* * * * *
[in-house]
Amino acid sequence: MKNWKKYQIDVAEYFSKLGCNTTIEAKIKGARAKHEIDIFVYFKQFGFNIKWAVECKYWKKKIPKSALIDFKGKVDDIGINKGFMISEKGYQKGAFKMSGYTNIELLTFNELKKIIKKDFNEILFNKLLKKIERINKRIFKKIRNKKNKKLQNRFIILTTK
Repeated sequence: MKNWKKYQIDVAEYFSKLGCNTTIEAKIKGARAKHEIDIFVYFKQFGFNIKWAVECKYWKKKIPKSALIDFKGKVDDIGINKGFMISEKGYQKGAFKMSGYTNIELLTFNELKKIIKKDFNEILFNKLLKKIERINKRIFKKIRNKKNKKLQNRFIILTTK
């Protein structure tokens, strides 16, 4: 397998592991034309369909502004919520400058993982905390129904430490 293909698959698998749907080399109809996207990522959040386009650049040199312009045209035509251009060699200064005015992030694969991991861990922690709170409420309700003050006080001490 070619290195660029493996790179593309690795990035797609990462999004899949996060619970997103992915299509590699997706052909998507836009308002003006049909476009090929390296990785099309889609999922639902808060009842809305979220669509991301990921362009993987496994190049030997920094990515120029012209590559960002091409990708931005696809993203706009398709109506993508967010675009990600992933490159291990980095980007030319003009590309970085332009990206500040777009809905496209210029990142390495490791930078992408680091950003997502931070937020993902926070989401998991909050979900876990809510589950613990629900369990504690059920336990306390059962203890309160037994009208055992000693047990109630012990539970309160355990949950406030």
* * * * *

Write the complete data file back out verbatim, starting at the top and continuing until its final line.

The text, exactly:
[in-house]
Amino acid sequence: MKNWKKYQIDVAEYFSKLGCNTTIEAKIKGARAKHEIDIFVYFKQFGFNIKWAVECKYWKKKIPKSALIDFKGKVDDIGINKGFMISEKGYQKGAFKMSGYTNIELLTFNELKKIIKKDFNEILFNKLLKKIERINKRIFKKIRNKKNKKLQNRFIILTTK
Repeated sequence: MKNWKKYQIDVAEYFSKLGCNTTIEAKIKGARAKHEIDIFVYFKQFGFNIKWAVECKYWKKKIPKSALIDFKGKVDDIGINKGFMISEKGYQKGAFKMSGYTNIELLTFNELKKIIKKDFNEILFNKLLKKIERINKRIFKKIRNKKNKKLQNRFIILTTK
């Protein structure tokens, strides 16, 4: 397998592991034309369909502004919520400058993982905390129904430490 293909698959698998749907080399109809996207990522959040386009650049040199312009045209035509251009060699200064005015992030694969991991861990922690709170409420309700003050006080001490 070619290195660029493996790179593309690795990035797609990462999004899949996060619970997103992915299509590699997706052909998507836009308002003006049909476009090929390296990785099309889609999922639902808060009842809305979220669509991301990921362009993987496994190049030997920094990515120029012209590559960002091409990708931005696809993203706009398709109506993508967010675009990600992933490159291990980095980007030319003009590309970085332009990206500040777009809905496209210029990142390495490791930078992408680091950003997502931070937020993902926070989401998991909050979900876990809510589950613990629900369990504690059920336990306390059962203890309160037994009208055992000693047990109630012990539970309160355990949950406030």